BUCHAREST, Romania – NATO's latest security worries go far beyond Taliban fighters or Al Qaeda extremists: They include computer hackers, threats to global energy supplies and climate change profiteers.
World leaders gathered in Bucharest for this week's NATO summit are debating what role the trans-Atlantic alliance can play in containing "cyberterrorists," "hacktivists" and other emerging menaces that experts concede are untraditional, but still potentially lethal.
NATO needs to gear up for "iWar" — systematic attacks on the Web that could disrupt commerce worldwide by using crippling computer worms to shut down consumer online services such as Internet banking — warns Johnny Ryan, a researcher with the Institute of International and European Affairs.
"iWar will proliferate quickly and can be waged by anyone with an Internet connection," Ryan cautioned in an analysis for NATO.
"In the short term, iWar poses a gathering threat to NATO members," he said. "NATO must approach the problem as an immediate threat and strive to develop practical defensive cooperation."
NATO member Estonia suffered a series of paralyzing and economically devastating cybercrime attacks last year that it blamed on Russia, which has denied involvement.
The attacks "raise questions about the alliance's ability to protect its newest members," said Stanley Kober, a research fellow at the Cato Institute, a libertarian think tank.
Securing vulnerable energy infrastructure may be an even more pressing concern, NATO officials said Wednesday as the summit got under way.
NATO Secretary General Jaap de Hoop Scheffer has been pushing for a new "strategic concept" that would define the alliance's role in dealing with the threat.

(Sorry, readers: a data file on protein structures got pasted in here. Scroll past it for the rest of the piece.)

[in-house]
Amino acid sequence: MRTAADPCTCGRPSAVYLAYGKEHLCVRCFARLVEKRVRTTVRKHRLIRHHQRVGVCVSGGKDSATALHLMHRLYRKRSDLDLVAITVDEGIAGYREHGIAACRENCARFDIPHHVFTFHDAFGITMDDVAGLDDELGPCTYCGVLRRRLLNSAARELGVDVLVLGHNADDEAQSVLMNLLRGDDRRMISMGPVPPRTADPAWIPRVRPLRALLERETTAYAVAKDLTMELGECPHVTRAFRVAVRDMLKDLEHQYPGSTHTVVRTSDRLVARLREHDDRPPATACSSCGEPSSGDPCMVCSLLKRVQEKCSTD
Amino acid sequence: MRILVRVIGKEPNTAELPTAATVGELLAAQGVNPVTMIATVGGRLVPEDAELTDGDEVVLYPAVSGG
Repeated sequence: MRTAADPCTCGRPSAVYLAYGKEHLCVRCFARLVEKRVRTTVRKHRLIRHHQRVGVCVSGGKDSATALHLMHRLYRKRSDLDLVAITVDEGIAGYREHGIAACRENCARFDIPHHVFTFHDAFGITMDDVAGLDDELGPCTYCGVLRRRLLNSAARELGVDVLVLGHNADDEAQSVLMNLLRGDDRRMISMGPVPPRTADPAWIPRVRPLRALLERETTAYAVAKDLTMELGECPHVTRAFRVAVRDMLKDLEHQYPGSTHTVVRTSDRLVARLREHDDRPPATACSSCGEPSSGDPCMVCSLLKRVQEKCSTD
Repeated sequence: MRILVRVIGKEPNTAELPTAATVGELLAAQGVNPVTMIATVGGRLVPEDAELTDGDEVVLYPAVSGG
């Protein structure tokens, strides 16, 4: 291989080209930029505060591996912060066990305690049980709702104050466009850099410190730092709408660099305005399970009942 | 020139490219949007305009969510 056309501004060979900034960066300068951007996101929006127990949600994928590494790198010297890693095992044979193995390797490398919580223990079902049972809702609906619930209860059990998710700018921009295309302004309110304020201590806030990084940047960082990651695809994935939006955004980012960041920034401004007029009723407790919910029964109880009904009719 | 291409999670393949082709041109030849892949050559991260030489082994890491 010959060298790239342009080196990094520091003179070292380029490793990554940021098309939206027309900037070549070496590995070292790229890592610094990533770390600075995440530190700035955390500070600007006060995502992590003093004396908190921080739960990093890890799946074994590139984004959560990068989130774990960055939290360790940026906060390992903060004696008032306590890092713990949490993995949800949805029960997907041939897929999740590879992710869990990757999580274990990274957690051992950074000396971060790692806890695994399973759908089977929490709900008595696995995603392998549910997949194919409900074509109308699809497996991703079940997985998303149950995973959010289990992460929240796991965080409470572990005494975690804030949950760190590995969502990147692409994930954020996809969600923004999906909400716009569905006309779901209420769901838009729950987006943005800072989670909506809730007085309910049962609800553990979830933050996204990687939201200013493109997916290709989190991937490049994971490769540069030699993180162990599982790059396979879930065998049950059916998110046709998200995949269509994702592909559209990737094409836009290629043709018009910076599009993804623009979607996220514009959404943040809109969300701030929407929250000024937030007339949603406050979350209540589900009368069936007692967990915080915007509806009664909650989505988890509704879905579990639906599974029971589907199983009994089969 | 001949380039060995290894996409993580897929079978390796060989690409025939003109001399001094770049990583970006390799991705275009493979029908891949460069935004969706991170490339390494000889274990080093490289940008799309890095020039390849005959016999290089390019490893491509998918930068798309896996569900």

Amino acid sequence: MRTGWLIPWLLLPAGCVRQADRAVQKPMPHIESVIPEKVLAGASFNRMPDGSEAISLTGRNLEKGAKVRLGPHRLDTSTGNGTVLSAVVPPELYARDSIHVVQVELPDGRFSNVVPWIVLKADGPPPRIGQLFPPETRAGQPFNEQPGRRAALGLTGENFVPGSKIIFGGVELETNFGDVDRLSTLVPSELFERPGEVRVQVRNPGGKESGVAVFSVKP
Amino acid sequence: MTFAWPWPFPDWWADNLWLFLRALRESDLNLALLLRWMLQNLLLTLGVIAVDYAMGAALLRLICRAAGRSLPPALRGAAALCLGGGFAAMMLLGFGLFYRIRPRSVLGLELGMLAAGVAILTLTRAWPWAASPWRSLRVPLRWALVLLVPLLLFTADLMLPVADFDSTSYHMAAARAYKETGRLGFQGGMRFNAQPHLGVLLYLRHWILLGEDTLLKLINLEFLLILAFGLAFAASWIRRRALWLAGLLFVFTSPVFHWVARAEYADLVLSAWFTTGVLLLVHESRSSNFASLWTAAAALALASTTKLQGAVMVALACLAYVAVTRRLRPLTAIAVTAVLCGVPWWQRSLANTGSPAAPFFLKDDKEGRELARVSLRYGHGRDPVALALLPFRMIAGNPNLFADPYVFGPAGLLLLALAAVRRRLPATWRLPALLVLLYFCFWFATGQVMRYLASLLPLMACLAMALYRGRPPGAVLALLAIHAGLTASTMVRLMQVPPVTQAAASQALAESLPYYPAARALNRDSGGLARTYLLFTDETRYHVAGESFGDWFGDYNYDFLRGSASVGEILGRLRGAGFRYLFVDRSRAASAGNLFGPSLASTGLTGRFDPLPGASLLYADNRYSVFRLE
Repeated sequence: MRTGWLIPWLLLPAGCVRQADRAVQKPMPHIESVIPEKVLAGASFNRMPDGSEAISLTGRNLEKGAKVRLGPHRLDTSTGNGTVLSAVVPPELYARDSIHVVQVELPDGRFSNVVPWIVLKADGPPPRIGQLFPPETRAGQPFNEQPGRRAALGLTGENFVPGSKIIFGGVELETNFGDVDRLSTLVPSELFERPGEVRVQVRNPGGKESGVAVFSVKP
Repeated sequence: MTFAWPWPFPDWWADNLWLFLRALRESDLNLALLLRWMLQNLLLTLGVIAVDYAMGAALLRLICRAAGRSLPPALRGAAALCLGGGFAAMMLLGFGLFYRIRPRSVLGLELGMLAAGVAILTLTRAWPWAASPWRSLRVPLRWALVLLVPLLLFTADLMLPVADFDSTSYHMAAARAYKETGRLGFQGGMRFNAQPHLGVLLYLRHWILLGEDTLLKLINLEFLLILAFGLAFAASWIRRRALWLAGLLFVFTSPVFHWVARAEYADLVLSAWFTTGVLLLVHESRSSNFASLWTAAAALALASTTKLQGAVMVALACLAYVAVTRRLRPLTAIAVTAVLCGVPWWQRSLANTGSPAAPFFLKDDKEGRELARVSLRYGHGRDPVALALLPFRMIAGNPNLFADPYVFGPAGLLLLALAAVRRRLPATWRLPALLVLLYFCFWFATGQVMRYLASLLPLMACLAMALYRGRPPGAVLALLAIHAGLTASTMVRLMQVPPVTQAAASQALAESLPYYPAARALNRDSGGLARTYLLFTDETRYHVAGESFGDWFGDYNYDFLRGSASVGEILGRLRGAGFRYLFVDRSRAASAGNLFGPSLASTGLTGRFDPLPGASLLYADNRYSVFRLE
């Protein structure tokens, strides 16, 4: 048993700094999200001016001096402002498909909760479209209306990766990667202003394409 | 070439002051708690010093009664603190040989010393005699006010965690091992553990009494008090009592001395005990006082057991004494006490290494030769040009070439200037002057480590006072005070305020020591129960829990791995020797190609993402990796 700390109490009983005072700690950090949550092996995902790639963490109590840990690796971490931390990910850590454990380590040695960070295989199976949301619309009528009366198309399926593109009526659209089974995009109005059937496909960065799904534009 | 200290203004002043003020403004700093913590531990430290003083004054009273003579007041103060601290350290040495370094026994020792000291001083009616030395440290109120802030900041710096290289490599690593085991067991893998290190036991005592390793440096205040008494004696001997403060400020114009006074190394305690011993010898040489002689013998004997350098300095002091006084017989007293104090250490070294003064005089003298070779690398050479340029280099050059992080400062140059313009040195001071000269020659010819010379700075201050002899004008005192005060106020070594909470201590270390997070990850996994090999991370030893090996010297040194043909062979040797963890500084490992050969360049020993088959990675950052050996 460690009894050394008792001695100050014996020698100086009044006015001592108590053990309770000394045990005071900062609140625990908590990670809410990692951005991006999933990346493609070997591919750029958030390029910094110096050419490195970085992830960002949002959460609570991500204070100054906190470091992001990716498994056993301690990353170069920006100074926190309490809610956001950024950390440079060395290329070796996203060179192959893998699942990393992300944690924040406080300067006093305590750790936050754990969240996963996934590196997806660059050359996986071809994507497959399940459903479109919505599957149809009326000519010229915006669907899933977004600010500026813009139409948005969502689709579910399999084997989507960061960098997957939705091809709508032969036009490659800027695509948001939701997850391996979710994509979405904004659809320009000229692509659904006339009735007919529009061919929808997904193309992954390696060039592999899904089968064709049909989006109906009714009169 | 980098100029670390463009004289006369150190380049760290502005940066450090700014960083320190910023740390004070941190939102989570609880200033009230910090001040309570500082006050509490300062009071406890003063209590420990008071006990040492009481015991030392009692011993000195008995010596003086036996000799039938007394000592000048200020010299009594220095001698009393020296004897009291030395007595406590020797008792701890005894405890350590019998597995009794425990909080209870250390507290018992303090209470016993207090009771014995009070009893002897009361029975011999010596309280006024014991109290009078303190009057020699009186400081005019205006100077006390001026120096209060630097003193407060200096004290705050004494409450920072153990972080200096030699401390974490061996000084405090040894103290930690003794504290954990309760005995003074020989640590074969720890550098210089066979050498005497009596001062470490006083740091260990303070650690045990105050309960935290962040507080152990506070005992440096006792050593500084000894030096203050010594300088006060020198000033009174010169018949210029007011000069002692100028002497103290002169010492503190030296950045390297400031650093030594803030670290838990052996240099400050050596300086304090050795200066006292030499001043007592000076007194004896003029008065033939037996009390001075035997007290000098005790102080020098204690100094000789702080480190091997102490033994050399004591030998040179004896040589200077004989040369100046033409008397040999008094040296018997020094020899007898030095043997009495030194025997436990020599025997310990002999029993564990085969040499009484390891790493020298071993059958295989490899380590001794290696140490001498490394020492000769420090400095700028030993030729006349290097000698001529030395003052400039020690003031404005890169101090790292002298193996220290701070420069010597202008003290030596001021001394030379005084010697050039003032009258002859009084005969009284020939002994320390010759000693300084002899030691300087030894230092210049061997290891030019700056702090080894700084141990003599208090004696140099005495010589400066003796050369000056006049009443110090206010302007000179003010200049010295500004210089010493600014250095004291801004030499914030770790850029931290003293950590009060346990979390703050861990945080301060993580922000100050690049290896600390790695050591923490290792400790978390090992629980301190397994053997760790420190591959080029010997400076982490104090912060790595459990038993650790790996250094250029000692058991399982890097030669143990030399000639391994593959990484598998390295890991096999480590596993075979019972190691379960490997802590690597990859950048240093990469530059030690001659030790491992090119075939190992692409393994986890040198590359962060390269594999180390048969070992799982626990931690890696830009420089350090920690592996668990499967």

"Many of these challenges will not trigger a classical military response. But they will require allies to support each other — politically, economically, and perhaps also militarily," de Hoop Scheffer told a security forum in Brussels, Belgium, last month.
His spokesman, James Appathurai, told reporters Wednesday that the 26 NATO allies hoped this week to lay the groundwork for a new blueprint on how to tackle evolving security challenges.
Energy has also become a worry for NATO as Russia tightens control of its most important natural gas fields. Gazprom, Russia's state-controlled energy monopoly, controls key pipelines that supply gas to Western Europe.
The U.S. is prodding NATO to take a larger role in energy security — something Washington considers a major post-Cold War menace.
"I think there's an increasing recognition in the United States that these are growing issues," said Stephen Larrabee, a senior security analyst for the RAND Corp. think tank.
Climate change — already a major concern on a wide range of fronts — is starting to preoccupy NATO as well.
De Hoop Scheffer says the alliance may have to be ready to protect food and water supplies if global warming makes them scarce and tensions create enough economic or political instability to nudge nations to the brink of war.
EU foreign affairs chief Javier Solana gave a bleak assessment in a March 3 report warning that climate change threatens to undermine international security.
"It is important to recognize that the risks are not just of a humanitarian nature — they also include political and security risks that directly affect European interests," the report says, warning: "Unmitigated climate change ... will lead to unprecedented security scenarios."
But any attempt to push the new threats to the forefront likely will run into resistance from allies pressing NATO to get back to basics, said Julianne Smith, Europe program director for the Washington-based Center for Strategic and International Studies.
"Many countries would like to see NATO return to its core mission," she said. "I just find it hard to believe that NATO is going to be able to reach consensus on any of these issues."
NATO's core function is defined in its 1949 founding treaty, which states that all members will come to each others' aid if any are attacked by an outside power.